Hi Jo.
here’s some information on the mirena, so there’s no confusion,
any hormones ect… are directly placed onto the cervix and surounding tissue … as apposed to into the blood stream …like the PILL… so its a much better option than the PILL…

jen

What is Mirena®?
The Mirena® IUD/IUCD (intrauterine contraceptive device), also known as an intrauterine
system, is a small plastic device that is fitted into the uterus within a couple
of minutes by a trained doctor and can stay in place for up to five years. It differs
from other IUDs as it gradually releases the hormone levonorgestrel, a
progesterone-like hormone, into the uterus to prevent pregnancy.
How does it work?

Mirena® prevents sperm from fertilising an egg and/or prevents an egg from
implanting in the uterus. In some women it may also prevent ovulation.
Mirena® may be suitable for women approaching menopause as it can be used as
the progestogen component of hormone replacement therapy (HRT), whilst also
protecting against pregnancy.
Will it work immediately?
Mirena® is effective immediately and should be inserted between the first to the
seventh day of your cycle, where day one is the first day of your period. It can also
be inserted immediately after a termination of pregnancy. If inserted as part of HRT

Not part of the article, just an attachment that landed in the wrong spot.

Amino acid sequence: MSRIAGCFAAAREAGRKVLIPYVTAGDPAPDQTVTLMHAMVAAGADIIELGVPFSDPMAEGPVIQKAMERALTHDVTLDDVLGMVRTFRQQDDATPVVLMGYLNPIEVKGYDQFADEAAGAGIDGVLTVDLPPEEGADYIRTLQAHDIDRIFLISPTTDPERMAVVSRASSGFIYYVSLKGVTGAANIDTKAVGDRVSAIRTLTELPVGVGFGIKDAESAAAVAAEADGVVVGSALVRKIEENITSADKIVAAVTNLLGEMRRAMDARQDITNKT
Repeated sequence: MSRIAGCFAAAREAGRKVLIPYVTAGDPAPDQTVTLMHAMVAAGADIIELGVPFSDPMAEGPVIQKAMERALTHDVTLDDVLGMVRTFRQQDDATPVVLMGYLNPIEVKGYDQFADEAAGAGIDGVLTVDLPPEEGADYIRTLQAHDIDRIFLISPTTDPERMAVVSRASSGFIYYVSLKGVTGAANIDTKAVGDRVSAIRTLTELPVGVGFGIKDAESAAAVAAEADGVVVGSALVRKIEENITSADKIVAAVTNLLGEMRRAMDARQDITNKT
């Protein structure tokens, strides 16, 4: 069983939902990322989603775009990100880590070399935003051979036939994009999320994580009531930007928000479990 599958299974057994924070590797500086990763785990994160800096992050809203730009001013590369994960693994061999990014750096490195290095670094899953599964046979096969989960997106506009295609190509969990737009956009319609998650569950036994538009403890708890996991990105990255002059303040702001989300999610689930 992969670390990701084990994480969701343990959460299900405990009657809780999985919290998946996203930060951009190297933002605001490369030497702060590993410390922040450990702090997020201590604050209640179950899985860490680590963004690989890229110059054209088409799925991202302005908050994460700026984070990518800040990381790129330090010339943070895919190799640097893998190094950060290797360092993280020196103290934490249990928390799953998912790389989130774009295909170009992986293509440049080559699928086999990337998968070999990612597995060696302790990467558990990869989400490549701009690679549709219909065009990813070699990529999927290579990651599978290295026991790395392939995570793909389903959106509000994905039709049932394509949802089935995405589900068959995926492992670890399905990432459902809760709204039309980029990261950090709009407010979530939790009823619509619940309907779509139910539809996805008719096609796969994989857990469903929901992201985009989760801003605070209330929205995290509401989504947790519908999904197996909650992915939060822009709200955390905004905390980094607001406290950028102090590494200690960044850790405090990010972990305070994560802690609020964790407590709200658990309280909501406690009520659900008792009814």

it is inserted during a period or at any time if there are no periods.
If you are using other methods of contraception and are changing to Mirena®, you
will need to discuss with your doctor when is the best time for the device to be
inserted to avoid unplanned pregnancy.
How long will it last?

Mirena® is a good method for women who want a long term, convenient
contraceptive, as it lasts up to five years (although it can be removed at any time).
It is very important to have it removed and/or replaced after this time. You should
keep a record of the date that replacement is due and arrange for replacement no
later than this date. It is also important to use an alternative method of
contraception in the week leading up to the removal of the device as sex during this
week could result in unplanned pregnancy after the device is removed.